The Importance of Legal Citation
Legal research relies very heavily on citation. In the first year of law school, citation focuses primarily on cases, statutes, articles and book citation. Case citation serves two major functions: first, a complete citation allows the reader to find the decision; second, it should convey valuable information about the case, including the year it was handed down, court level, jurisdiction and case history (if included). Accurate citation provides a road map that directs the reader to where to locate the law. As with an actual road map, users of citations depend on their accuracy.
This guide provides an introduction to the citation of:
- Statutes and Regulations
- Books and Journal Articles
- Electronic Sources
Under each of these headings, you will find an explanation and detailed breakdown of how to construct a citation, followed by a series of examples.
McGill Guide: The Canadian Guide to Uniform Legal Citation
The Canadian Guide to Uniform Legal Citation, 8th ed (Toronto: Carswell, 2014), a.k.a. the McGill Guide, was created in an effort to standardize Canadian legal citation and provide a nationally acceptable reference system. The guide has been adopted as the authority on legal citation by many of Canadian legal publications including the Queen's Law Journal. There are also other excellent freely-available online legal citation guides available, such as UBC's Legal Citation Guide and the Citation Guide for Saskatchewan Courts. In this guide, we will focus on giving an introduction to the most recent edition of the McGill Guide. To clarify any points, and for further details, please consult the McGill Guide itself. Queen's Law Library has copies of the McGill Guide on reserve (call no. KE259 .C35 2014).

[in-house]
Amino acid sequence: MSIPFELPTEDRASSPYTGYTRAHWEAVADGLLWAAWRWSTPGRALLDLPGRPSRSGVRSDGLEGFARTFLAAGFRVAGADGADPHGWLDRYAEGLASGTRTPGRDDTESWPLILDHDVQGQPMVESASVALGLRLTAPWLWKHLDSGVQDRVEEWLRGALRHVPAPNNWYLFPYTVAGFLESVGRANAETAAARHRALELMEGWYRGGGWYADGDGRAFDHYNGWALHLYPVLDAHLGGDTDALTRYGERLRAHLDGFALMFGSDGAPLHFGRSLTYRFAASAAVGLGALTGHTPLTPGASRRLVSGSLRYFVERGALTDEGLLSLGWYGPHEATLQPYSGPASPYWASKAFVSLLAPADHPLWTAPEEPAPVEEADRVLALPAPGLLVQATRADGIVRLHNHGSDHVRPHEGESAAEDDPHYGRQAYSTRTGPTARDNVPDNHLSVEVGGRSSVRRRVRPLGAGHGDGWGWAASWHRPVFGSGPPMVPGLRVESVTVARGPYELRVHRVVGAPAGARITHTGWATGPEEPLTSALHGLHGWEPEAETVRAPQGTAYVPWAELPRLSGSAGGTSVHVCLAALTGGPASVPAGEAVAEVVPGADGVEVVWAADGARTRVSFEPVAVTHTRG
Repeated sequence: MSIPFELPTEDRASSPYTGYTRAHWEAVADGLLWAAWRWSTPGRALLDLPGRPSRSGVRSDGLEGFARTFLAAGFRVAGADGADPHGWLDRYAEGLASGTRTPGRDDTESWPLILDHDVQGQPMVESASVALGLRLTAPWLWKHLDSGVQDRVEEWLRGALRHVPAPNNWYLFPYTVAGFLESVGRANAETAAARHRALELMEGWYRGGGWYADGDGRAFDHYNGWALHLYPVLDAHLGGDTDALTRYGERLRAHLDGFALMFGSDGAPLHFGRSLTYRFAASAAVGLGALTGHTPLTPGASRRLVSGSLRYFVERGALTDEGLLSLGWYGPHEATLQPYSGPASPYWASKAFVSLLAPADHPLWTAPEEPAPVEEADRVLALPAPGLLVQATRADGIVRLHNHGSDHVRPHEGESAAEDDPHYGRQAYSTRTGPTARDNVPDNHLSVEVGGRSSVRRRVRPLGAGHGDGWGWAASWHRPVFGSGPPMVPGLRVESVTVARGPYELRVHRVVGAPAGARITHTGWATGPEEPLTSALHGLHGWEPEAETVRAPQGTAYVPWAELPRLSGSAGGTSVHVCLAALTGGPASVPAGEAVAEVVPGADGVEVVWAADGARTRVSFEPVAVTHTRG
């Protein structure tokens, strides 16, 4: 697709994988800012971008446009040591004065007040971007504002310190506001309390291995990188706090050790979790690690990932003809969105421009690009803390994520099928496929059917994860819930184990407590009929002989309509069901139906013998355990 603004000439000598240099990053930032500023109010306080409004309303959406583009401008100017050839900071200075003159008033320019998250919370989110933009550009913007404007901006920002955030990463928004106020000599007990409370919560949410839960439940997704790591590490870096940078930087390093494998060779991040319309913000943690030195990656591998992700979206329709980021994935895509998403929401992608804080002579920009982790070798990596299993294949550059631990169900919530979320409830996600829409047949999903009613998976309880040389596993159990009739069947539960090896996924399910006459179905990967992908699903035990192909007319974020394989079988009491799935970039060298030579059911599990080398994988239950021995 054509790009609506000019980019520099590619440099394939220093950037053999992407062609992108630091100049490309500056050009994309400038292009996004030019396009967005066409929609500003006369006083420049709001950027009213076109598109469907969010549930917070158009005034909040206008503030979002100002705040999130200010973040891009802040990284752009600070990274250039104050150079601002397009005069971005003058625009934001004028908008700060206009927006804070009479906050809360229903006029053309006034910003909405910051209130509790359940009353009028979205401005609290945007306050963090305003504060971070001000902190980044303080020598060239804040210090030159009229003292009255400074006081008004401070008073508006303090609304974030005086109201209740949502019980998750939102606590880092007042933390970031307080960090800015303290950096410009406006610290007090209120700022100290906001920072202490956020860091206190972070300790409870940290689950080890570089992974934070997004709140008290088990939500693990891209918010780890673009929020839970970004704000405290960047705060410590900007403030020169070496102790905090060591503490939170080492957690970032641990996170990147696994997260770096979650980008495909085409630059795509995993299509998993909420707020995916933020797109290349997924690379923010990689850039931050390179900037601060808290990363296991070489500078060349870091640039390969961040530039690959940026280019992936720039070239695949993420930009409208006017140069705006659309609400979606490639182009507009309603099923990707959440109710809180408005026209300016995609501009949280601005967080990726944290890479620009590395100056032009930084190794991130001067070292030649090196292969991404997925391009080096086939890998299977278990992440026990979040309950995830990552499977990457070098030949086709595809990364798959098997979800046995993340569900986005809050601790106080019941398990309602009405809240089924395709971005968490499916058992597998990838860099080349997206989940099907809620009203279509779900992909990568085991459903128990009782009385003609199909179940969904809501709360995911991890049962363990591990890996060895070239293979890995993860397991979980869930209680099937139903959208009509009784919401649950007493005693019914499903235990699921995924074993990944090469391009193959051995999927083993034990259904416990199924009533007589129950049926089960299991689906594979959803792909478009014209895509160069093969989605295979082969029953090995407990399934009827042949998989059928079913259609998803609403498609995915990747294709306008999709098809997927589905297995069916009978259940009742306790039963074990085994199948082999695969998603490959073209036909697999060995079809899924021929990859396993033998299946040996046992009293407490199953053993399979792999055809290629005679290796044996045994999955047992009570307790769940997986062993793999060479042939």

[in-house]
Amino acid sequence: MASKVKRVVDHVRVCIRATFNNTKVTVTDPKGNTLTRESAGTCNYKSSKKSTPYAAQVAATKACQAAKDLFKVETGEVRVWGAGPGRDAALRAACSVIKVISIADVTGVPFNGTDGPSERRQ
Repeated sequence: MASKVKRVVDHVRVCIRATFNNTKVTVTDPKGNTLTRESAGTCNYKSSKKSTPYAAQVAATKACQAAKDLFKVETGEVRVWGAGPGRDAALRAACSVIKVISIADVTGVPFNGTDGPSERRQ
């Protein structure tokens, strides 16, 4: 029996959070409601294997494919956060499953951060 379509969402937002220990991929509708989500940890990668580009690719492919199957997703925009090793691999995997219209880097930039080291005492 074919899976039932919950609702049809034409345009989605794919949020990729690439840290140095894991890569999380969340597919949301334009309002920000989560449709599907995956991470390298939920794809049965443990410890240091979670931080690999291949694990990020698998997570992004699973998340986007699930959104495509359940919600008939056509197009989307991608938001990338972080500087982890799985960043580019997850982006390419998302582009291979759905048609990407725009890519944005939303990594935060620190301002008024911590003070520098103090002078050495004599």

Canadian Guide to Uniform Legal Citation (aka The McGill Guide) was created in 1986 to establish a uniform bilingual standard for legal citation in Canada. It has been published by the McGill Law Journal and is now in its eighth edition. Most Canadian law journals, law schools, and practitioners, as well as many courts have adopted this standard.
It is intended to serve as a reference and a guide to citing legislation, jurisprudence, government documents, and secondary sources such as books and journals. Although designed specifically for Canadian legal materials, the Guide also includes short sections on foreign (e.g. U.S. and U.K.) and international law sources. The McGill Guide rules apply only to footnote citations, in-text citations, and bibliographies.
For more information on how to create footnotes in Microsoft word, please see the footnotes section of the Chicago page of the Citation Style Guide!
The following examples are real examples of bibliographic entries from the 8th Edition of the McGill Guidebook. While the fictional narrative of Frogs and Toads is amusing elsewhere, it ran the risk of being overly confusing amongst all the legal terminology.